Gordon: I remember the game was over by halftime. I got time in the third quarter and we were still scoring with the second-team offense. Even I got taken out and some of the sophomores went in to play. It was really an exclamation point, saying we're sending a message. Essex was a powerhouse in Vermont football for years and to come out and put it to them...

Otero: It was like we could do no wrong in that game, it didn't matter what play we called, what defense, it was just that the players knew what to do and did it. (laughs) I remember thinking this was easy.


After chalking wins up at BFA St. Albans (35-6) and at Spinelli Field against MSJ (44-21), they blanked Rutland 42-0 on the road to move to 4-0 on the season. As good as the offense was, the defense was leading the way. All 35 points the defense allowed came in the fourth quarter with second and third-string players in the game against starters.

Joly: I remember Rutland had this big running back who talked a lot of smack. We made it our goal to make sure he didn't get anything. [According to Banner reports, that running back, Frank Vaccaro, ended the day with zero yards on six carries].


That set up a matchup against the defending Division I champions in Middlebury on Homecoming at Mount Anthony.

Mount Anthony came in 4-0, while Middlebury was 3-1.

Mailhot: That was one of the better games we had.

Otero: There are certain teams you have a history with, we had some really tough and close games. You had to dot your I's and cross your T's and they had a specific offense you had to prepare for. You had to coach differently that week because each player had certain responsibilities that they had to do if we were going to be successful.

Middlebury took the lead early, the first team to do that. But Todd ran in from seven yards out to tie it and then MAU took the lead when Lacasse scored on a reverse.

In the third quarter, Parks scored on a short run and Lacasse added a TD catch to put the game away.


After a rout of Burlington, the Patriots faced the toughest game on the schedule, a non-league contest against Guilford, Conn.

Otero: Their athletic director was the former AD at Springfield (VT), so we matched up with them somehow someway. In past years, we had matched up with some Connecticut teams. It was a 3-hour drive, but it wasn't any worse then traveling up to BFA. Guilford is right on the Long Island Sound, it was a big crowd.

The Patriots trailed early, but Josh Stemp scored midway through the second quarter to tie the game at halftime.

Joly: That game really brought us together. It was really the first time all season that we had to face adversity and I remember being in the locker room and all of us saying, we have to win this game.

In the second half, Todd and Lacasse hooked up for a pair of scores, with one a 94-yarder, a school-record that remains unbroken. Todd set a then-record of 271 yards passing as well.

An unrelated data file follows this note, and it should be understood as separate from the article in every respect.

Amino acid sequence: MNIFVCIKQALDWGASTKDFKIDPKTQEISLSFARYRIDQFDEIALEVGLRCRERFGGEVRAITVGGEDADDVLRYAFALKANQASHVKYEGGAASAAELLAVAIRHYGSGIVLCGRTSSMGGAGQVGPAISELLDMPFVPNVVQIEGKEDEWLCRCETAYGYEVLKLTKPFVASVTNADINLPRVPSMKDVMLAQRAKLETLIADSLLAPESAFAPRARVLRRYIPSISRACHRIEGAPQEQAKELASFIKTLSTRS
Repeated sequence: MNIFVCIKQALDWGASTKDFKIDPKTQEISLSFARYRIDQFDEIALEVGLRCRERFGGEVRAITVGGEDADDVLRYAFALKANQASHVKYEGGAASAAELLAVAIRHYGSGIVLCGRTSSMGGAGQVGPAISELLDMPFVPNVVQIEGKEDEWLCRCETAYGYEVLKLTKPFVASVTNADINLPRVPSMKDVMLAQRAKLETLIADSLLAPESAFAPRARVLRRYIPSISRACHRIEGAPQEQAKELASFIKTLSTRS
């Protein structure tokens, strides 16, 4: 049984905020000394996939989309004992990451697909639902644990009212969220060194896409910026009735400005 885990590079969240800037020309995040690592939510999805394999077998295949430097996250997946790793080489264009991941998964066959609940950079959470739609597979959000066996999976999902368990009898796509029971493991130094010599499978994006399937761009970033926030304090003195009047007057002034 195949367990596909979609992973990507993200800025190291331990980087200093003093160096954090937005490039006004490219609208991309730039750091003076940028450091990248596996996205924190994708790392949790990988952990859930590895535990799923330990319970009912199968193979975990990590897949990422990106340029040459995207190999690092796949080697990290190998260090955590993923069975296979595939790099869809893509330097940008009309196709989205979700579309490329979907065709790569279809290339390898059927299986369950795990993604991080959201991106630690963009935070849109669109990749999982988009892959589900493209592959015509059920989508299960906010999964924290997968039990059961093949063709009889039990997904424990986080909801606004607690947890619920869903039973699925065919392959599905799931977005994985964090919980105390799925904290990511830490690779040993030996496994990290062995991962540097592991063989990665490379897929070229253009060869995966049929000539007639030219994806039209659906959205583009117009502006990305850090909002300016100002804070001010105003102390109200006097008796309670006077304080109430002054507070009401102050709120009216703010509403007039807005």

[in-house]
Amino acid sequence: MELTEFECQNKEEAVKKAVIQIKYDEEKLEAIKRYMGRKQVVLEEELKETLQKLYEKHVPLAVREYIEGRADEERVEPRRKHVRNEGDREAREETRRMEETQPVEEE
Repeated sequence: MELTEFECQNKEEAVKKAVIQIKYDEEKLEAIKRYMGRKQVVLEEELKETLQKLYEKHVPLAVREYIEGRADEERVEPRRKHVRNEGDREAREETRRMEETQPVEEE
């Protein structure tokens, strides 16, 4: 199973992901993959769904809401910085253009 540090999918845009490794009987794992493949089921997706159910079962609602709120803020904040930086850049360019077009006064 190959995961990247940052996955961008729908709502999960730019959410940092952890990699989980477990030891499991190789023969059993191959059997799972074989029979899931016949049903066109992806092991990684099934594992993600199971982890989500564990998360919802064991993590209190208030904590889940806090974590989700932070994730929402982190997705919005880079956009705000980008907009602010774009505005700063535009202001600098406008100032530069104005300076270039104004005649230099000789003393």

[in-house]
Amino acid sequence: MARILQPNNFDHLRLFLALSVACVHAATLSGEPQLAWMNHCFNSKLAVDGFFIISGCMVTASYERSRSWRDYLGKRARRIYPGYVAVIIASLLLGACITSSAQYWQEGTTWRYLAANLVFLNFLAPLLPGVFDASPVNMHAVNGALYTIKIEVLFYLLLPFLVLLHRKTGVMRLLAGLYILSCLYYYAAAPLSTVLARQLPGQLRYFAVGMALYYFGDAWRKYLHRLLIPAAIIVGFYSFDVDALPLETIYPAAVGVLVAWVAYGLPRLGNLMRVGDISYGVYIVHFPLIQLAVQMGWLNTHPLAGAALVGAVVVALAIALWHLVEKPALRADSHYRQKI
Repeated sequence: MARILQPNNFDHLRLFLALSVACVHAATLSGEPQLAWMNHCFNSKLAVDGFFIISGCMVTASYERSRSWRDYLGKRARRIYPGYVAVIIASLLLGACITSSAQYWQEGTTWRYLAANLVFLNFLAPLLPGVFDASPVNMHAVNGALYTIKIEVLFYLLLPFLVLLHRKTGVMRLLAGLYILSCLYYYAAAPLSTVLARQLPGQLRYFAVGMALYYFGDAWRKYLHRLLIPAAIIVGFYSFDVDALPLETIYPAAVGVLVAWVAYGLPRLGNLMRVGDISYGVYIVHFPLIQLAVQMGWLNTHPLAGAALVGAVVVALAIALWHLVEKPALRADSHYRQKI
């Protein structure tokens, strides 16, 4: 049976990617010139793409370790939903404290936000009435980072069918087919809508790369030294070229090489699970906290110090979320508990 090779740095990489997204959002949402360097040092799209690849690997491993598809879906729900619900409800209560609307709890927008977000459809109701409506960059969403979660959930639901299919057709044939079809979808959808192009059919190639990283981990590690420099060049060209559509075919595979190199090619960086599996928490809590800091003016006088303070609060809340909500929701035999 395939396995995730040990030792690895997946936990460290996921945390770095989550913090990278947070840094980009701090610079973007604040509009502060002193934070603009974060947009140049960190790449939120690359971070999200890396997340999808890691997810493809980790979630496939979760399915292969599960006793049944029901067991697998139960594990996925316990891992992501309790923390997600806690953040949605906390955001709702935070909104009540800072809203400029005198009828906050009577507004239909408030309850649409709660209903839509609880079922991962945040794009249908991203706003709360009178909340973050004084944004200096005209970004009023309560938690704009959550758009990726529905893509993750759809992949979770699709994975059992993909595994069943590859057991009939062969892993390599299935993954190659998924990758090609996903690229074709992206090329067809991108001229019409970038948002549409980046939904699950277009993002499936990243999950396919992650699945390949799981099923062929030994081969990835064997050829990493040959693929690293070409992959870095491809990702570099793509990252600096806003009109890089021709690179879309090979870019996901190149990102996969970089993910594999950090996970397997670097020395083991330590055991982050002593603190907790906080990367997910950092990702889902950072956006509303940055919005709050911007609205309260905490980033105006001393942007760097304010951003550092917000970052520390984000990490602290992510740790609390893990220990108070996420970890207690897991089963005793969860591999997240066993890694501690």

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Joly: We didn't pay attention to the stats, we started the third quarter and we wanted to take a team's will away.


After a win against Hartford, MAU traveled over the mountain to face Brattleboro for the Elwell Trophy. The game meant little in terms of seeding or standings — MAU had already clinched the top seed, while Brattleboro was locked into the fourth spot, so the teams would meet in the semifinal.

Mount Anthony won the game 37-0, but in the process, Lacasse was knocked out of the game with a knee injury.

Mailhot: He twisted a knee on a punt return, I do remember that.

In the semifinal, Brattleboro traveled to Bennington looking to pull the upset. The Patriots were without Lacasse, who was out due to the injury.

Mailhot: I remember running onto the field and [the Brattleboro players] were hyped to play us. It was a big game and they were screaming when we ran through the banner. They wanted to be the spoiler.

An off-field distraction also worked against the Patriots. In the week leading up to the semifinal, Otero was not allowed to coach after an incident with a player getting cleared despite having a staph infection.

So instead of being in Bennington, Otero was in Middlebury, scouting the game between the Tigers and Hornets.

Otero: I was meticulous with taking notes on everything, we had a whole scouting chart. They ran a very monotonous offense, but it was very effective. I was on the phone all the time [getting updates]. I was on with the radio guys, getting updates about what was happening in Bennington. Our rhythm was disrupted, I was in the booth during the games and I relayed information to Dave for the sideline. So to take me out and put a new person up there was a change.

Brattleboro took the early lead in the semifinal before Dave Duncan tied the game with a touchdown catch. In the second half, Parks scored to finish off a 17-play drive to take the lead. With 1:15 left, Mailhot put the finishing touches on the win with a nine-yard touchdown run.


When Middlebury beat Essex 37-7 in the other semifinal, it was yet another showdown between the Tigers and the Patriots. Lacasse's status was still unknown.